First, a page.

It is therefore a principal object of this invention to provide an improved bathtub lift with a simplified clamping means for clamping the lift directly to a bathtub.

Another object is to provide such a bathtub lift with a cover member for concealing substantially all of the moving parts of the lift mechanism to thereby eliminate any possibility of being pinched during use of the lift.

Still another object is to provide such a lift with novel means for locking the seat against both vertical and horizontal movement when positioned over the side of the tub, thereby providing a rigid support for an invalid when lowering and raising himself onto and off of the seat.

A further object is to provide such a lift as described above with novel means for attaching the seat to the lift mechanism.

Yet another object is to provide such a lift with novel means for permitting the escape of any fluid which seeps past the piston of the lift mechanism where, if permitted to accumulate, it would interfere with the proper functioning of the lift.

Other objects and advantages of the present invention will become apparent as the following description proceeds.

To the accomplishment of the foregoing and related ends, the invention, then, comprises the features hereinafter fully described and particularly pointed out in the claims, the following description and the annexed drawing setting forth in detail a certain illustrative embodiment of the invention, this being indicative, however, of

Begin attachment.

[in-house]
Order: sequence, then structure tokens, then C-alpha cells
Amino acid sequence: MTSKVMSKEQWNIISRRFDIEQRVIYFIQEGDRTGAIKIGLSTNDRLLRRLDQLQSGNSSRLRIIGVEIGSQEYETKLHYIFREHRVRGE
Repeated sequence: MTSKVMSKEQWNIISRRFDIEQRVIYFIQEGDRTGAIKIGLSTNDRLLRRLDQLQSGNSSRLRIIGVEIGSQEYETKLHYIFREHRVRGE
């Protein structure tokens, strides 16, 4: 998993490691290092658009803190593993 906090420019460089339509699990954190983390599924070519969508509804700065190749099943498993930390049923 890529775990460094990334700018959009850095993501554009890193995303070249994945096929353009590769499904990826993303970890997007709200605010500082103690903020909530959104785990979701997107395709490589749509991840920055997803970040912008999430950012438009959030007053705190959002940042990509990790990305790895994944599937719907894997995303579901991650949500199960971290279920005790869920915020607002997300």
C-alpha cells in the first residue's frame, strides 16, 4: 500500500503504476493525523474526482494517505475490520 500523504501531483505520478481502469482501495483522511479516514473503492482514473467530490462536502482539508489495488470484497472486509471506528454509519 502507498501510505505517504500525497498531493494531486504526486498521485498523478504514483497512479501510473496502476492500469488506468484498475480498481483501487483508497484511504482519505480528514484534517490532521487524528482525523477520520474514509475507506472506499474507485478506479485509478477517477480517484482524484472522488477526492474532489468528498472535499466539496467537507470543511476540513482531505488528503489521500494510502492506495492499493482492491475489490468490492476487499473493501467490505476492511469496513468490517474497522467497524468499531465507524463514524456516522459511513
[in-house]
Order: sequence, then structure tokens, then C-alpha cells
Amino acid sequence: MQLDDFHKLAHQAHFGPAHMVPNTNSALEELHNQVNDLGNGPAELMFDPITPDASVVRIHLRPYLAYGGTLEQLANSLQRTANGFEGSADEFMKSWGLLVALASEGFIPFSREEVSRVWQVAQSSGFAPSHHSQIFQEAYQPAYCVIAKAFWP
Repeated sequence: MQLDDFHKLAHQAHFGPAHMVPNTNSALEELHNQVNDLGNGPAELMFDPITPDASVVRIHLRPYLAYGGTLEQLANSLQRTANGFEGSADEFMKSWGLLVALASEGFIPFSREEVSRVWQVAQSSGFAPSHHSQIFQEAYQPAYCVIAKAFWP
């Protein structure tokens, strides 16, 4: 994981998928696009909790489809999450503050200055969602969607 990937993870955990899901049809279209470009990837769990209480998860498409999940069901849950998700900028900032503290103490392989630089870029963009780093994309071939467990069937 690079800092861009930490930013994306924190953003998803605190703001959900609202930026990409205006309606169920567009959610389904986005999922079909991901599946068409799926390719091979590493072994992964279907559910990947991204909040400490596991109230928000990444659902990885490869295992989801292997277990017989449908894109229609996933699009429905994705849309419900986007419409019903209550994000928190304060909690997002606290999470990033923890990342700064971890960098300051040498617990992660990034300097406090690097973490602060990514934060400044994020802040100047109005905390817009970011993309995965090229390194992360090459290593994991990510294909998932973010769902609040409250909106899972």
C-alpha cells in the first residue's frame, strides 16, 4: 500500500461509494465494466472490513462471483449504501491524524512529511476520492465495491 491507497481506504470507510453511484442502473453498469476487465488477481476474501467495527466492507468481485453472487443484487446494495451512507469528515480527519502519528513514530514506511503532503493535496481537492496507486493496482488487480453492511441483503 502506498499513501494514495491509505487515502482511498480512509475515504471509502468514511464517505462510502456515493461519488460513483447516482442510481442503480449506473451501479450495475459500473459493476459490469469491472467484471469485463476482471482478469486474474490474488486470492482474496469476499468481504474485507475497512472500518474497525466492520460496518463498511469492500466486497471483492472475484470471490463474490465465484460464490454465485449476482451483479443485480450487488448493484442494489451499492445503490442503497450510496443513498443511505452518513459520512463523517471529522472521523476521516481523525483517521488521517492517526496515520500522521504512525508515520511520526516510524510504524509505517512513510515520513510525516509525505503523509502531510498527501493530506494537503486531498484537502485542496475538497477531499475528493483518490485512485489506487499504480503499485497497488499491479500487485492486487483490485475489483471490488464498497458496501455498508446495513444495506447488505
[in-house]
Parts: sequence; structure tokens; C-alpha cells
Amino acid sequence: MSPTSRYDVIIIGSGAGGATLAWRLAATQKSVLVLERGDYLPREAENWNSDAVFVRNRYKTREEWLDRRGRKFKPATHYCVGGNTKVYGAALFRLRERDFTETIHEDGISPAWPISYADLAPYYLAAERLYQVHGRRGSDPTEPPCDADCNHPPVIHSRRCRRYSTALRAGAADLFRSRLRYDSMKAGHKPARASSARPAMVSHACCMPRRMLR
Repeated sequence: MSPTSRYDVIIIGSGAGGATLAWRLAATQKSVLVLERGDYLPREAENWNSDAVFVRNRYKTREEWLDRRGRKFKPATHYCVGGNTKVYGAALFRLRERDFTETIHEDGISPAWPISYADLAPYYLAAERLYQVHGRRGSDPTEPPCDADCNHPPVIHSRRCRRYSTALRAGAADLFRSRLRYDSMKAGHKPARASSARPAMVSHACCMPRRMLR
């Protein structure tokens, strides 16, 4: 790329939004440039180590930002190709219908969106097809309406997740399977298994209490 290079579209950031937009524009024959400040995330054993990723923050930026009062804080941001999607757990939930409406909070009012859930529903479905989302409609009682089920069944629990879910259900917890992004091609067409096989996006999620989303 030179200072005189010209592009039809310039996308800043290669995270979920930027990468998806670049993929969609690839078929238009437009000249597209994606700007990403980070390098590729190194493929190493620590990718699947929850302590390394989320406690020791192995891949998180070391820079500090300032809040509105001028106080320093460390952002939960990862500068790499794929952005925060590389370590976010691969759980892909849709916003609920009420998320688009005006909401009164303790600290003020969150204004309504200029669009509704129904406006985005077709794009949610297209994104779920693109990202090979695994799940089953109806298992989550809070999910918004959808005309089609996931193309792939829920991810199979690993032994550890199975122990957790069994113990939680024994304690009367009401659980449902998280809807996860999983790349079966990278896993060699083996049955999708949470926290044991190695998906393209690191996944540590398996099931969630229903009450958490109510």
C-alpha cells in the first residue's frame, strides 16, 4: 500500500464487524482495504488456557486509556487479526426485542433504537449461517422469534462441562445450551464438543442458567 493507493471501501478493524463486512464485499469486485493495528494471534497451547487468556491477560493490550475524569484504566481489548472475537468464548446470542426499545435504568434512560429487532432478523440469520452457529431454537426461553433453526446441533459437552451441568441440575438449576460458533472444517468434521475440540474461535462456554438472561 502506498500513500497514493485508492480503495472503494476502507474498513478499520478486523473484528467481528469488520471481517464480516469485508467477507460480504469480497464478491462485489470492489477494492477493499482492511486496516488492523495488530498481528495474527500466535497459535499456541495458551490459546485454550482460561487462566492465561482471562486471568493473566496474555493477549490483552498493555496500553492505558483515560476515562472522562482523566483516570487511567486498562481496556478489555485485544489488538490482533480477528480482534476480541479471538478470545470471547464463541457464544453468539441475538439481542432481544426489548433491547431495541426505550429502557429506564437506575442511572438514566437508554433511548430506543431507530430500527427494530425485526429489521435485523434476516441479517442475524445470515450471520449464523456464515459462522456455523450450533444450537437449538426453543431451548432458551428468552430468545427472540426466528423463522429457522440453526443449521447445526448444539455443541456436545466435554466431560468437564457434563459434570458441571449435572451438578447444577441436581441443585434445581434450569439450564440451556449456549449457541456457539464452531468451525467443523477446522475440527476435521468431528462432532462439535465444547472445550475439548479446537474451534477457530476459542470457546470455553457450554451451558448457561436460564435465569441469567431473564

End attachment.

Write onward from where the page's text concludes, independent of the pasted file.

but one of the various ways in which the principle of the invention may be employed.

In said annexed drawing:

FIG. 1 is a fragmentary perspective view of a preferred form of bathtub lift in accordance with the present invention shown mounted on a bathtub with the seat of the lift in the raised position above the tub;

FIG. 2 is a fragmentary perspective view similar to FIG. 1, but with the seat in the swung out position extending over the side of the tub;

FIG. 3 is a fragmentary perspective view similar to FIGS. 1 and 2, but showing the seat in the lowered position within the tub;

FIG. 4 is a side elevation of such bathtub lift;

FIG. 5 is atop plan view of such lift;

FIG. 6 is a fragmentary vertical section taken on the plane of the line 6-6 of FIG. 5;

FIG. 7 is a fragmentary front elevation of such lift, partially broken away to show the connection between the piston rod and the cylinder wall of the lift mechanism; and

FIG. 8 is a horizontal section taken on the plane of the line 8--8 of FIG. 7.